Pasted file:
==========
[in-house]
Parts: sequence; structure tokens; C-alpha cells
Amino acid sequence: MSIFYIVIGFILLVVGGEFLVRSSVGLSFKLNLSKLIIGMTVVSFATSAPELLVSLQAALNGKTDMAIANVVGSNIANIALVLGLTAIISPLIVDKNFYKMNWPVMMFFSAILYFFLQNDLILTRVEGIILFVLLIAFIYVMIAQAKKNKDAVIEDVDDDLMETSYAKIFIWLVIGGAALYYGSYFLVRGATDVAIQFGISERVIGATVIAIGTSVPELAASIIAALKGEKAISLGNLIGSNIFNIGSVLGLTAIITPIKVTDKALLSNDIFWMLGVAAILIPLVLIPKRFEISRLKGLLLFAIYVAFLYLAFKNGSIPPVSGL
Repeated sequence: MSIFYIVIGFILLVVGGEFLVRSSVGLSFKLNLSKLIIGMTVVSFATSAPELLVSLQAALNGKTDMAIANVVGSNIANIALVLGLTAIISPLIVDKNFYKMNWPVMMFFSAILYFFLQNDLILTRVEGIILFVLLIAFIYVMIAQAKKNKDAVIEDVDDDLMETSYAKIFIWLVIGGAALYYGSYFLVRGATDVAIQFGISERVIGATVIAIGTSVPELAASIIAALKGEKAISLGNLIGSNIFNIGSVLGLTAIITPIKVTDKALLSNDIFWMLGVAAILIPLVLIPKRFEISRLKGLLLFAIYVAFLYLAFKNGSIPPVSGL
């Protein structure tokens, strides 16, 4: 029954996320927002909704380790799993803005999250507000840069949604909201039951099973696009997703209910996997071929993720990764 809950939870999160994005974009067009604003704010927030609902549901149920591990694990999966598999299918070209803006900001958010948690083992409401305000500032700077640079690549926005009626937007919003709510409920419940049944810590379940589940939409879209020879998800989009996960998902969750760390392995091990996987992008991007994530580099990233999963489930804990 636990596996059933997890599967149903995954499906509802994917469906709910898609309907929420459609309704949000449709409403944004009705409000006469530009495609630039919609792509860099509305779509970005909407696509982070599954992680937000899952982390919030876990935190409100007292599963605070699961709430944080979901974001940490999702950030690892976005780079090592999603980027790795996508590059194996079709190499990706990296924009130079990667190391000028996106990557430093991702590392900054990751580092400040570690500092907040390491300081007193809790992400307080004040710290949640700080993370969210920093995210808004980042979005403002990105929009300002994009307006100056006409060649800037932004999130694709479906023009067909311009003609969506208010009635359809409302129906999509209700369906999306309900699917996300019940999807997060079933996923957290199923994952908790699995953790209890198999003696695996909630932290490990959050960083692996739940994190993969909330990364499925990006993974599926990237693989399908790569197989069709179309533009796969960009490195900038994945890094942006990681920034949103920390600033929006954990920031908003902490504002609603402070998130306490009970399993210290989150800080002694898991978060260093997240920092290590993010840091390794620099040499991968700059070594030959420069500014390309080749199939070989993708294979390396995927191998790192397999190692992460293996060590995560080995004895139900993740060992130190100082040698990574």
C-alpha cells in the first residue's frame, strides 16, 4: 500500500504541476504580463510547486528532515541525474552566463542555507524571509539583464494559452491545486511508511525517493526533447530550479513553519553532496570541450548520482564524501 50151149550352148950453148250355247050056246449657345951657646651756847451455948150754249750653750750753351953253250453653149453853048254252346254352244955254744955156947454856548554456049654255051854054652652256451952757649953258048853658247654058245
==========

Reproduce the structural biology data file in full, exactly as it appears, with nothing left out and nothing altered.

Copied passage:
[in-house]
Parts: sequence; structure tokens; C-alpha cells
Amino acid sequence: MSIFYIVIGFILLVVGGEFLVRSSVGLSFKLNLSKLIIGMTVVSFATSAPELLVSLQAALNGKTDMAIANVVGSNIANIALVLGLTAIISPLIVDKNFYKMNWPVMMFFSAILYFFLQNDLILTRVEGIILFVLLIAFIYVMIAQAKKNKDAVIEDVDDDLMETSYAKIFIWLVIGGAALYYGSYFLVRGATDVAIQFGISERVIGATVIAIGTSVPELAASIIAALKGEKAISLGNLIGSNIFNIGSVLGLTAIITPIKVTDKALLSNDIFWMLGVAAILIPLVLIPKRFEISRLKGLLLFAIYVAFLYLAFKNGSIPPVSGL
Repeated sequence: MSIFYIVIGFILLVVGGEFLVRSSVGLSFKLNLSKLIIGMTVVSFATSAPELLVSLQAALNGKTDMAIANVVGSNIANIALVLGLTAIISPLIVDKNFYKMNWPVMMFFSAILYFFLQNDLILTRVEGIILFVLLIAFIYVMIAQAKKNKDAVIEDVDDDLMETSYAKIFIWLVIGGAALYYGSYFLVRGATDVAIQFGISERVIGATVIAIGTSVPELAASIIAALKGEKAISLGNLIGSNIFNIGSVLGLTAIITPIKVTDKALLSNDIFWMLGVAAILIPLVLIPKRFEISRLKGLLLFAIYVAFLYLAFKNGSIPPVSGL
């Protein structure tokens, strides 16, 4: 029954996320927002909704380790799993803005999250507000840069949604909201039951099973696009997703209910996997071929993720990764 809950939870999160994005974009067009604003704010927030609902549901149920591990694990999966598999299918070209803006900001958010948690083992409401305000500032700077640079690549926005009626937007919003709510409920419940049944810590379940589940939409879209020879998800989009996960998902969750760390392995091990996987992008991007994530580099990233999963489930804990 636990596996059933997890599967149903995954499906509802994917469906709910898609309907929420459609309704949000449709409403944004009705409000006469530009495609630039919609792509860099509305779509970005909407696509982070599954992680937000899952982390919030876990935190409100007292599963605070699961709430944080979901974001940490999702950030690892976005780079090592999603980027790795996508590059194996079709190499990706990296924009130079990667190391000028996106990557430093991702590392900054990751580092400040570690500092907040390491300081007193809790992400307080004040710290949640700080993370969210920093995210808004980042979005403002990105929009300002994009307006100056006409060649800037932004999130694709479906023009067909311009003609969506208010009635359809409302129906999509209700369906999306309900699917996300019940999807997060079933996923957290199923994952908790699995953790209890198999003696695996909630932290490990959050960083692996739940994190993969909330990364499925990006993974599926990237693989399908790569197989069709179309533009796969960009490195900038994945890094942006990681920034949103920390600033929006954990920031908003902490504002609603402070998130306490009970399993210290989150800080002694898991978060260093997240920092290590993010840091390794620099040499991968700059070594030959420069500014390309080749199939070989993708294979390396995927191998790192397999190692992460293996060590995560080995004895139900993740060992130190100082040698990574």
C-alpha cells in the first residue's frame, strides 16, 4: 500500500504541476504580463510547486528532515541525474552566463542555507524571509539583464494559452491545486511508511525517493526533447530550479513553519553532496570541450548520482564524501 50151149550352148950453148250355247050056246449657345951657646651756847451455948150754249750653750750753351953253250453653149453853048254252346254352244955254744955156947454856548554456049654255051854054652652256451952757649953258048853658247654058245